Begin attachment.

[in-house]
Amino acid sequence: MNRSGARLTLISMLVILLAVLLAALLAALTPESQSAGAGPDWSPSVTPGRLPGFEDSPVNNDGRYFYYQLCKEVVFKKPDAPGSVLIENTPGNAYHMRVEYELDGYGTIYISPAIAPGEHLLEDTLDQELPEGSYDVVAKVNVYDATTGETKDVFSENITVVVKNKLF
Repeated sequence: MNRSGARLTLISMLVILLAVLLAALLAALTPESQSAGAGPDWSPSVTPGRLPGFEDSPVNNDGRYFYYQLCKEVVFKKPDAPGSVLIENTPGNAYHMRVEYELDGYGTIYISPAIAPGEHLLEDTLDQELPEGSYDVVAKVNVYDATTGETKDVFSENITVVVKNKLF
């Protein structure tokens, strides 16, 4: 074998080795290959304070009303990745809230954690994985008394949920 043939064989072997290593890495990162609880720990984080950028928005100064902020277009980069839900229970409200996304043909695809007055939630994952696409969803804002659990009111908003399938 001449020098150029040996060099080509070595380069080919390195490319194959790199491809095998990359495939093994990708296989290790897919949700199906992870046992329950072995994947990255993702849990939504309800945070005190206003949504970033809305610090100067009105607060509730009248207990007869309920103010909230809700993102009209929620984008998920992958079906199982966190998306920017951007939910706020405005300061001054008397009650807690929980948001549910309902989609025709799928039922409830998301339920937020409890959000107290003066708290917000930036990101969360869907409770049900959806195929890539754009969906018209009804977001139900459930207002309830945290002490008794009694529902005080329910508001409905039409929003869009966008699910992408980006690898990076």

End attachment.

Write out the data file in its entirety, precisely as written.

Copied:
[in-house]
Amino acid sequence: MNRSGARLTLISMLVILLAVLLAALLAALTPESQSAGAGPDWSPSVTPGRLPGFEDSPVNNDGRYFYYQLCKEVVFKKPDAPGSVLIENTPGNAYHMRVEYELDGYGTIYISPAIAPGEHLLEDTLDQELPEGSYDVVAKVNVYDATTGETKDVFSENITVVVKNKLF
Repeated sequence: MNRSGARLTLISMLVILLAVLLAALLAALTPESQSAGAGPDWSPSVTPGRLPGFEDSPVNNDGRYFYYQLCKEVVFKKPDAPGSVLIENTPGNAYHMRVEYELDGYGTIYISPAIAPGEHLLEDTLDQELPEGSYDVVAKVNVYDATTGETKDVFSENITVVVKNKLF
């Protein structure tokens, strides 16, 4: 074998080795290959304070009303990745809230954690994985008394949920 043939064989072997290593890495990162609880720990984080950028928005100064902020277009980069839900229970409200996304043909695809007055939630994952696409969803804002659990009111908003399938 001449020098150029040996060099080509070595380069080919390195490319194959790199491809095998990359495939093994990708296989290790897919949700199906992870046992329950072995994947990255993702849990939504309800945070005190206003949504970033809305610090100067009105607060509730009248207990007869309920103010909230809700993102009209929620984008998920992958079906199982966190998306920017951007939910706020405005300061001054008397009650807690929980948001549910309902989609025709799928039922409830998301339920937020409890959000107290003066708290917000930036990101969360869907409770049900959806195929890539754009969906018209009804977001139900459930207002309830945290002490008794009694529902005080329910508001409905039409929003869009966008699910992408980006690898990076």